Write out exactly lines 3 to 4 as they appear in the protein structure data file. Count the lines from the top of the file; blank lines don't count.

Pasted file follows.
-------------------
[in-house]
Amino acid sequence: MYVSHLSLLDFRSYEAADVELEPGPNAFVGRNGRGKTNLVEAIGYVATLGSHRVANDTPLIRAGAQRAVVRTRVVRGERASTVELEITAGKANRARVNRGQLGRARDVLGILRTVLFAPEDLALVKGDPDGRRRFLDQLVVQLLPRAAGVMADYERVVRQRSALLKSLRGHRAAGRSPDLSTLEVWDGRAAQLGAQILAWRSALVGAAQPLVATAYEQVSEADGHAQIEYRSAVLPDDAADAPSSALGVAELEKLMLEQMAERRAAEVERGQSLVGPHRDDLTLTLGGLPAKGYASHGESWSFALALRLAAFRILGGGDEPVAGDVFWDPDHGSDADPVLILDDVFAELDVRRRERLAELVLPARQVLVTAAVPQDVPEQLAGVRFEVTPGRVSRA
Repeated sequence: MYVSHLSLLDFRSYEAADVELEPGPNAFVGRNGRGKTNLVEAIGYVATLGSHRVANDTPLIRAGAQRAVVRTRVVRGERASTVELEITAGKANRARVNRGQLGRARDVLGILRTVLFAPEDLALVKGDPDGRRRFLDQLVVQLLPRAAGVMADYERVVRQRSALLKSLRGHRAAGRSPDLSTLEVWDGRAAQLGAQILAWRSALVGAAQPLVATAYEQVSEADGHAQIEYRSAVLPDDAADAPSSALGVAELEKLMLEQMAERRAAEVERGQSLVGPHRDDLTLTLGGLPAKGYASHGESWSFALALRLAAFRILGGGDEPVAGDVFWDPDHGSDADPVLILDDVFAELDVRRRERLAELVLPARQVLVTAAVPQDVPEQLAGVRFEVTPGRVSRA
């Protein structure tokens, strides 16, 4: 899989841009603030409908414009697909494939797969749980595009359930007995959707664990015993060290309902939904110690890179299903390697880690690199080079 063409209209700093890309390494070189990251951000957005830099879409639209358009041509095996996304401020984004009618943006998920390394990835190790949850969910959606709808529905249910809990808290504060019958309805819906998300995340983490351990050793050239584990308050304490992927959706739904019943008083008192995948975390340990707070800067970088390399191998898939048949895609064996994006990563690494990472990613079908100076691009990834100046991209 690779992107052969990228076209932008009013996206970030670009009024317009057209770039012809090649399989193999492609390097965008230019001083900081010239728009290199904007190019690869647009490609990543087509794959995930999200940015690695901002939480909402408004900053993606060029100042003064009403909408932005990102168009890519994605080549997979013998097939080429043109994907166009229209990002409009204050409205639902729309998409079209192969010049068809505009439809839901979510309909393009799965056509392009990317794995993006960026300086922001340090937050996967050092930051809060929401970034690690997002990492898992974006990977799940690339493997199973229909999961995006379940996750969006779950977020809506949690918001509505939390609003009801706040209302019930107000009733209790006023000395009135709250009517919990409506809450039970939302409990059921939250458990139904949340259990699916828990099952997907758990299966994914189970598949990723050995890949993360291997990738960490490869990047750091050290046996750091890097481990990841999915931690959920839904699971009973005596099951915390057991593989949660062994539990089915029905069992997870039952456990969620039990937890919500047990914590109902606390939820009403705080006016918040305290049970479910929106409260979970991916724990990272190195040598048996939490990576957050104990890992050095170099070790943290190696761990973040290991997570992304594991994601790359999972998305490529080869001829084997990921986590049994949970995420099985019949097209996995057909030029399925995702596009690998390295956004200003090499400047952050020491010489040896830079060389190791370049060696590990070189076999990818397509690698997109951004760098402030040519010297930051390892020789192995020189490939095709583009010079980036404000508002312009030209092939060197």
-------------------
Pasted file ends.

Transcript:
Repeated sequence: MYVSHLSLLDFRSYEAADVELEPGPNAFVGRNGRGKTNLVEAIGYVATLGSHRVANDTPLIRAGAQRAVVRTRVVRGERASTVELEITAGKANRARVNRGQLGRARDVLGILRTVLFAPEDLALVKGDPDGRRRFLDQLVVQLLPRAAGVMADYERVVRQRSALLKSLRGHRAAGRSPDLSTLEVWDGRAAQLGAQILAWRSALVGAAQPLVATAYEQVSEADGHAQIEYRSAVLPDDAADAPSSALGVAELEKLMLEQMAERRAAEVERGQSLVGPHRDDLTLTLGGLPAKGYASHGESWSFALALRLAAFRILGGGDEPVAGDVFWDPDHGSDADPVLILDDVFAELDVRRRERLAELVLPARQVLVTAAVPQDVPEQLAGVRFEVTPGRVSRA
């Protein structure tokens, strides 16, 4: 899989841009603030409908414009697909494939797969749980595009359930007995959707664990015993060290309902939904110690890179299903390697880690690199080079 063409209209700093890309390494070189990251951000957005830099879409639209358009041509095996996304401020984004009618943006998920390394990835190790949850969910959606709808529905249910809990808290504060019958309805819906998300995340983490351990050793050239584990308050304490992927959706739904019943008083008192995948975390340990707070800067970088390399191998898939048949895609064996994006990563690494990472990613079908100076691009990834100046991209 690779992107052969990228076209932008009013996206970030670009009024317009057209770039012809090649399989193999492609390097965008230019001083900081010239728009290199904007190019690869647009490609990543087509794959995930999200940015690695901002939480909402408004900053993606060029100042003064009403909408932005990102168009890519994605080549997979013998097939080429043109994907166009229209990002409009204050409205639902729309998409079209192969010049068809505009439809839901979510309909393009799965056509392009990317794995993006960026300086922001340090937050996967050092930051809060929401970034690690997002990492898992974006990977799940690339493997199973229909999961995006379940996750969006779950977020809506949690918001509505939390609003009801706040209302019930107000009733209790006023000395009135709250009517919990409506809450039970939302409990059921939250458990139904949340259990699916828990099952997907758990299966994914189970598949990723050995890949993360291997990738960490490869990047750091050290046996750091890097481990990841999915931690959920839904699971009973005596099951915390057991593989949660062994539990089915029905069992997870039952456990969620039990937890919500047990914590109902606390939820009403705080006016918040305290049970479910929106409260979970991916724990990272190195040598048996939490990576957050104990890992050095170099070790943290190696761990973040290991997570992304594991994601790359999972998305490529080869001829084997990921986590049994949970995420099985019949097209996995057909030029399925995702596009690998390295956004200003090499400047952050020491010489040896830079060389190791370049060696590990070189076999990818397509690698997109951004760098402030040519010297930051390892020789192995020189490939095709583009010079980036404000508002312009030209092939060197």